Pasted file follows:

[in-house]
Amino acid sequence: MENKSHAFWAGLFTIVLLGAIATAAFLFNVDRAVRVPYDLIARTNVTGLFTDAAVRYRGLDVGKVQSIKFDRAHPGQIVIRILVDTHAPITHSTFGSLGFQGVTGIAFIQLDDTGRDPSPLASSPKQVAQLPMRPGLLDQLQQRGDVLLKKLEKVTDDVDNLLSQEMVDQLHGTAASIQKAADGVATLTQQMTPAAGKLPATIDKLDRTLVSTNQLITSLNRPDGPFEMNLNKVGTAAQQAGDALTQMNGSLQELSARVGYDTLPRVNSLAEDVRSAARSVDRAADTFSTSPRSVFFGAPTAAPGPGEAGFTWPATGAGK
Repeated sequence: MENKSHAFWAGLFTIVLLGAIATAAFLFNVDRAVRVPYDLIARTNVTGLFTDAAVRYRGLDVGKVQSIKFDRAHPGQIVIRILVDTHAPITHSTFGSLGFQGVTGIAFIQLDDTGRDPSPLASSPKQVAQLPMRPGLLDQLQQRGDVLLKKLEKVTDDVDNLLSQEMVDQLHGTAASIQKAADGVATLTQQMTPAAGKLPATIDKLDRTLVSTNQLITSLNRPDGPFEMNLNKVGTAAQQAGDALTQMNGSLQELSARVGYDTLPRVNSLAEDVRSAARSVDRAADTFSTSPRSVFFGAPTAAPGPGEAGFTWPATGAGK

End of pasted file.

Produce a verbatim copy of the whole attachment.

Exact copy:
[in-house]
Amino acid sequence: MENKSHAFWAGLFTIVLLGAIATAAFLFNVDRAVRVPYDLIARTNVTGLFTDAAVRYRGLDVGKVQSIKFDRAHPGQIVIRILVDTHAPITHSTFGSLGFQGVTGIAFIQLDDTGRDPSPLASSPKQVAQLPMRPGLLDQLQQRGDVLLKKLEKVTDDVDNLLSQEMVDQLHGTAASIQKAADGVATLTQQMTPAAGKLPATIDKLDRTLVSTNQLITSLNRPDGPFEMNLNKVGTAAQQAGDALTQMNGSLQELSARVGYDTLPRVNSLAEDVRSAARSVDRAADTFSTSPRSVFFGAPTAAPGPGEAGFTWPATGAGK
Repeated sequence: MENKSHAFWAGLFTIVLLGAIATAAFLFNVDRAVRVPYDLIARTNVTGLFTDAAVRYRGLDVGKVQSIKFDRAHPGQIVIRILVDTHAPITHSTFGSLGFQGVTGIAFIQLDDTGRDPSPLASSPKQVAQLPMRPGLLDQLQQRGDVLLKKLEKVTDDVDNLLSQEMVDQLHGTAASIQKAADGVATLTQQMTPAAGKLPATIDKLDRTLVSTNQLITSLNRPDGPFEMNLNKVGTAAQQAGDALTQMNGSLQELSARVGYDTLPRVNSLAEDVRSAARSVDRAADTFSTSPRSVFFGAPTAAPGPGEAGFTWPATGAGK